New York AG Proposes Financial Frauds Whistleblower Act
By the C|C Whistleblower Lawyer Team
New York Attorney General Eric T. Schneiderman announced today proposed legislation to protect and reward whistleblowers who report on fraud or misconduct in the banking, insurance, and financial services industries. Titled the Financial Frauds Whistleblower Act, the law would be modeled after the Dodd-Frank Whistleblower Program and provide whistleblower rewards of 10-30 percent of any government recovery and offer concrete protections against whistleblower retaliation. It would fill a gap in New York’s whistleblower system by for the first time offering to protect and incentivize financial frauds whistleblowers. It would also be the first state to offer any kind of “mini” Dodd-Frank whistleblower program. See New York Attorney General Press Release.
In announcing the proposed legislation, Attorney General Schneiderman made a strong case for why this law was needed and the important function it would serve in helping New York combat financial crime:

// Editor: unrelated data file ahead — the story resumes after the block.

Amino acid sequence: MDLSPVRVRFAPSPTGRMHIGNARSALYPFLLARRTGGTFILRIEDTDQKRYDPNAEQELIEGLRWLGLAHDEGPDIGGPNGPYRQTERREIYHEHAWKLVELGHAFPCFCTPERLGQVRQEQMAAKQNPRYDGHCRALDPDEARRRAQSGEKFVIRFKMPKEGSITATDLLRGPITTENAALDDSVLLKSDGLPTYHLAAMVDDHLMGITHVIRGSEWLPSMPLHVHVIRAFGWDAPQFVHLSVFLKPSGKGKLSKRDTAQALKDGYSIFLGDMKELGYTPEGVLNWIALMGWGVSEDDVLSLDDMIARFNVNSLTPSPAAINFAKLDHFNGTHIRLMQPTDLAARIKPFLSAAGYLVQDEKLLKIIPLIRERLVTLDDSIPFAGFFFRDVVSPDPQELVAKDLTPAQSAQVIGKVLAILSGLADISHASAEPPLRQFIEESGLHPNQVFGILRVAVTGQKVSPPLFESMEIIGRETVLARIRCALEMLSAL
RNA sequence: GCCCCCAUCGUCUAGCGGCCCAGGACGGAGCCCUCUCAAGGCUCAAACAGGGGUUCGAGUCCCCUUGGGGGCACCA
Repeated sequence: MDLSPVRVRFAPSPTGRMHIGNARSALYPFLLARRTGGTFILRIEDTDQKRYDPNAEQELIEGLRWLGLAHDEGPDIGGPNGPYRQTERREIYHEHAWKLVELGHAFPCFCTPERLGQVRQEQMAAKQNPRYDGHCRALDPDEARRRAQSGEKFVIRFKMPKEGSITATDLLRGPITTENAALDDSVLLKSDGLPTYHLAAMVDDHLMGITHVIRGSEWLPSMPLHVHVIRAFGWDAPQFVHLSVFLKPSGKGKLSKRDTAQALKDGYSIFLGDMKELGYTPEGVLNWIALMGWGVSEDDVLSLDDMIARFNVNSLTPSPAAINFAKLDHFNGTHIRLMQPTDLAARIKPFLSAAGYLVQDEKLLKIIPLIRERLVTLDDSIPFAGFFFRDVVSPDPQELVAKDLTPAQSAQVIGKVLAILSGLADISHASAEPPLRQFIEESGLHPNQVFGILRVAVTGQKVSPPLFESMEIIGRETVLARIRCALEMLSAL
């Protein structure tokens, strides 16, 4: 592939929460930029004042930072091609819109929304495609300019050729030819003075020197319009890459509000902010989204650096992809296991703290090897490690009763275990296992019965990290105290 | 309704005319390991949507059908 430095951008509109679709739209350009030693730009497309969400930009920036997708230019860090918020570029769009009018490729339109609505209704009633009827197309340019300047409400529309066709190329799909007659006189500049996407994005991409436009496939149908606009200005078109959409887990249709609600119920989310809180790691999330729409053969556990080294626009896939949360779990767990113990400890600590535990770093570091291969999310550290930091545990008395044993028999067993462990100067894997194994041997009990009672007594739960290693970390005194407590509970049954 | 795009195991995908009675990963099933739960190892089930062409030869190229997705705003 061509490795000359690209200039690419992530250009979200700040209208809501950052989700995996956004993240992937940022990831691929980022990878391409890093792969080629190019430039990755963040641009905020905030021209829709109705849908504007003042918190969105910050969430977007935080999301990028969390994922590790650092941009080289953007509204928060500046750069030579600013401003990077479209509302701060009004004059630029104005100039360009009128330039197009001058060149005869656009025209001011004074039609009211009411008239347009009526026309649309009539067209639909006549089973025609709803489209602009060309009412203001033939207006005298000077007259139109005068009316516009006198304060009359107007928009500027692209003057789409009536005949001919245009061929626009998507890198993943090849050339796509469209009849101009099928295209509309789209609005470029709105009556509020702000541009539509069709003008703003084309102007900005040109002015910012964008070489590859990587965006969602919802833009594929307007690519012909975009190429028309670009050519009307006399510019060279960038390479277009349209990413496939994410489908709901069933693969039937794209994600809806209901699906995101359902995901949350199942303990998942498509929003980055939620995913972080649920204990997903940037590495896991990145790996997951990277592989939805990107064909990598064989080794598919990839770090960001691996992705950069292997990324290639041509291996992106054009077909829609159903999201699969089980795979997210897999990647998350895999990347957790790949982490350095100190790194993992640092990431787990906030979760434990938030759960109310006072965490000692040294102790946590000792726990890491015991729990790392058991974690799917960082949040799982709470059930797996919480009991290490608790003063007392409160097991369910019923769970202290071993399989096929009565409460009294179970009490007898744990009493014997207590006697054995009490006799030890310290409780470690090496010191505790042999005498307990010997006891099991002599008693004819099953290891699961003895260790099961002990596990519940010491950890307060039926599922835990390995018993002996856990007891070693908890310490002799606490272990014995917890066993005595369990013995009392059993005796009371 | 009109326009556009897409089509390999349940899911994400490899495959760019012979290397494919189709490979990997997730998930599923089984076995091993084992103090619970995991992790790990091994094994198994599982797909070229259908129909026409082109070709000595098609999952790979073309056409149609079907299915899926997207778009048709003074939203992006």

From holding the banks accountable for the collapse of the housing market, to taking on unfair advantages for high-frequency traders, this office has committed to promoting fairness and a level playing field for all investors. And yet, a valuable tool for building these cases is rarely at our disposal. New York has a unique opportunity to set the gold standard for states seeking to expose and hold individuals accountable for financial crimes. This law will be the strongest, most comprehensive in the nation, and is long overdue for a state with the world’s most important financial markets.
As Attorney General Schneiderman sees it, providing incentives and protections to financial frauds whistleblowers “is essential for detecting and prosecuting a wide array of financial frauds.” And at no cost to the taxpayers as the contemplated whistleblower rewards would be covered by those engaged in the wrongdoing and not come out of any state funds. For proof in the pudding, the Attorney General pointed to the major success of the New York State False Claims Act since it was amended in 2010 to increase the incentives and protections afforded whistleblowers: “since then, financial recoveries in cases brought to the office’s Taxpayer Protection Bureau by whistleblowers have paid out 80% more than cases that originated from other investigative means within the same Bureau.